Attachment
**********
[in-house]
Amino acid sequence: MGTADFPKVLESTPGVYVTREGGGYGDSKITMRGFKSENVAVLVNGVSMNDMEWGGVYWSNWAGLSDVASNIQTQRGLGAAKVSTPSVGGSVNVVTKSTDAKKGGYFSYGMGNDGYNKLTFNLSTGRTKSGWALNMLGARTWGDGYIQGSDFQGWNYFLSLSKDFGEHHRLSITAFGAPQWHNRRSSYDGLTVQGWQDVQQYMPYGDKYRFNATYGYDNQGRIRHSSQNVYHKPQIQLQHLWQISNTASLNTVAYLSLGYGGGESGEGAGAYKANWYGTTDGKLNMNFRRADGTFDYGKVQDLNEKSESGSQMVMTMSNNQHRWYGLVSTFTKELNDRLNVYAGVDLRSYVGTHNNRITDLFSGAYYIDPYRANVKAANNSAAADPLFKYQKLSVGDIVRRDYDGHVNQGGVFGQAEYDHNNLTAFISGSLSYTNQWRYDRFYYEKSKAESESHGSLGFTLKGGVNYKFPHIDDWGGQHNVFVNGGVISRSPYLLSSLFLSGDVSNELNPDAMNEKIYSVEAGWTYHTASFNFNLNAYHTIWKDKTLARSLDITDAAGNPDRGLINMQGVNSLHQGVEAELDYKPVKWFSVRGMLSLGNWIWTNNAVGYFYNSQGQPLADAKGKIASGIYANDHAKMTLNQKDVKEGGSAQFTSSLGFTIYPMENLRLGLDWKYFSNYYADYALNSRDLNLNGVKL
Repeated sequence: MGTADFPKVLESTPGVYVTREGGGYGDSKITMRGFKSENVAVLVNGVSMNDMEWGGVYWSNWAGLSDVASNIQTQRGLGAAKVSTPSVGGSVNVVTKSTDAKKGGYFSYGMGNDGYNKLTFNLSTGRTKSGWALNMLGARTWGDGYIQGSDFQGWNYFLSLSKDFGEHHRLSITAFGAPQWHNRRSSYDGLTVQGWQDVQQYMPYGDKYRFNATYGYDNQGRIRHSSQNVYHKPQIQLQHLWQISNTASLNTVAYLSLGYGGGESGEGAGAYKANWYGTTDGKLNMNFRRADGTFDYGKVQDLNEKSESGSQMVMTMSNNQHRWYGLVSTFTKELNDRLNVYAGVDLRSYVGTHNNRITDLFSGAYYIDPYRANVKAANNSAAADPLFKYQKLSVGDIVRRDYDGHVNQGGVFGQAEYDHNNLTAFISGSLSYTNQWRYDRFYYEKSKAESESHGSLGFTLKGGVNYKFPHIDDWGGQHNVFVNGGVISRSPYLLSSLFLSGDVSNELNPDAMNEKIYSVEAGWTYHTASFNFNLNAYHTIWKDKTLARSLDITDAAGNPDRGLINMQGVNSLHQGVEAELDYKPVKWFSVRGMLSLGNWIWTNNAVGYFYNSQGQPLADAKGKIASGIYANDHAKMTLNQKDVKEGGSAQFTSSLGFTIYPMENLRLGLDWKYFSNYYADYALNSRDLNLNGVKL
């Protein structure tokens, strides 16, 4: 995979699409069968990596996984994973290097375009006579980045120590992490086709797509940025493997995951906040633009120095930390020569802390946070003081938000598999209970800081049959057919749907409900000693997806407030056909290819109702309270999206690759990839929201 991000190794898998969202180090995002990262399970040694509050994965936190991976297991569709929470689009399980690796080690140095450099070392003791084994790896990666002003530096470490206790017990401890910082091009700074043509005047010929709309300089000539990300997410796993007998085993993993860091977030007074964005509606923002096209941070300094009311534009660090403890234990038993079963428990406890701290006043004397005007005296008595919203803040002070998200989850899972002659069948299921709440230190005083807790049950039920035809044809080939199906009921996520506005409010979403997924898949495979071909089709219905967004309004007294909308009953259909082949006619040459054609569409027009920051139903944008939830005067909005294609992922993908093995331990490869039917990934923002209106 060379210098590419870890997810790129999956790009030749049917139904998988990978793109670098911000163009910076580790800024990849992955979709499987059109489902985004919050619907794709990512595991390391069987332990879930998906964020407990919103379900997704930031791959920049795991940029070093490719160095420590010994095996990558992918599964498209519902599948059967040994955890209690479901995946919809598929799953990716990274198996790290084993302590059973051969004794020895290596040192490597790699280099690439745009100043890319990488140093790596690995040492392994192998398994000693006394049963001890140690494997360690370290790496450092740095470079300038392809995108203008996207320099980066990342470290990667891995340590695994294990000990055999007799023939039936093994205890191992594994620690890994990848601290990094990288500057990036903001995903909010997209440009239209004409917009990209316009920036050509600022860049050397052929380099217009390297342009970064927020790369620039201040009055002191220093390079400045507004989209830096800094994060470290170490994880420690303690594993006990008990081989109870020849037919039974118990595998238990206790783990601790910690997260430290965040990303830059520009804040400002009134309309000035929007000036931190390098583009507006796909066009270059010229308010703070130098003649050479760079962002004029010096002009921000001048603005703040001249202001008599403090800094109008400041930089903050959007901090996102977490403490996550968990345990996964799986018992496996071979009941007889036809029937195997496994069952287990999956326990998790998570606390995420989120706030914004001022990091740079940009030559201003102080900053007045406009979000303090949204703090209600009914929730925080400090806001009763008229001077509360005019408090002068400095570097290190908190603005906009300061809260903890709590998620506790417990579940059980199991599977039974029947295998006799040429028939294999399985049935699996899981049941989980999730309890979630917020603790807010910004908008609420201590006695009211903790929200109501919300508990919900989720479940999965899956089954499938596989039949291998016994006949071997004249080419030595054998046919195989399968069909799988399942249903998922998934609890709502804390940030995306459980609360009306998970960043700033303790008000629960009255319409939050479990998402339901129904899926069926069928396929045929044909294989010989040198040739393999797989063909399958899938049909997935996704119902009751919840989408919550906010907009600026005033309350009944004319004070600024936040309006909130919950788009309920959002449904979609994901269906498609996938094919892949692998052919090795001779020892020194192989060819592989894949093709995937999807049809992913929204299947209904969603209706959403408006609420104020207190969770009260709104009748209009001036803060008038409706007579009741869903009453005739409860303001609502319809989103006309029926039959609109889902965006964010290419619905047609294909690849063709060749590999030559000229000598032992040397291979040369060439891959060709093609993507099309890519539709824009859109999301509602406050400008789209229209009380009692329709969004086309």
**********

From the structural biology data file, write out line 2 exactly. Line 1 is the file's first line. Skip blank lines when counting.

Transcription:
Amino acid sequence: MGTADFPKVLESTPGVYVTREGGGYGDSKITMRGFKSENVAVLVNGVSMNDMEWGGVYWSNWAGLSDVASNIQTQRGLGAAKVSTPSVGGSVNVVTKSTDAKKGGYFSYGMGNDGYNKLTFNLSTGRTKSGWALNMLGARTWGDGYIQGSDFQGWNYFLSLSKDFGEHHRLSITAFGAPQWHNRRSSYDGLTVQGWQDVQQYMPYGDKYRFNATYGYDNQGRIRHSSQNVYHKPQIQLQHLWQISNTASLNTVAYLSLGYGGGESGEGAGAYKANWYGTTDGKLNMNFRRADGTFDYGKVQDLNEKSESGSQMVMTMSNNQHRWYGLVSTFTKELNDRLNVYAGVDLRSYVGTHNNRITDLFSGAYYIDPYRANVKAANNSAAADPLFKYQKLSVGDIVRRDYDGHVNQGGVFGQAEYDHNNLTAFISGSLSYTNQWRYDRFYYEKSKAESESHGSLGFTLKGGVNYKFPHIDDWGGQHNVFVNGGVISRSPYLLSSLFLSGDVSNELNPDAMNEKIYSVEAGWTYHTASFNFNLNAYHTIWKDKTLARSLDITDAAGNPDRGLINMQGVNSLHQGVEAELDYKPVKWFSVRGMLSLGNWIWTNNAVGYFYNSQGQPLADAKGKIASGIYANDHAKMTLNQKDVKEGGSAQFTSSLGFTIYPMENLRLGLDWKYFSNYYADYALNSRDLNLNGVKL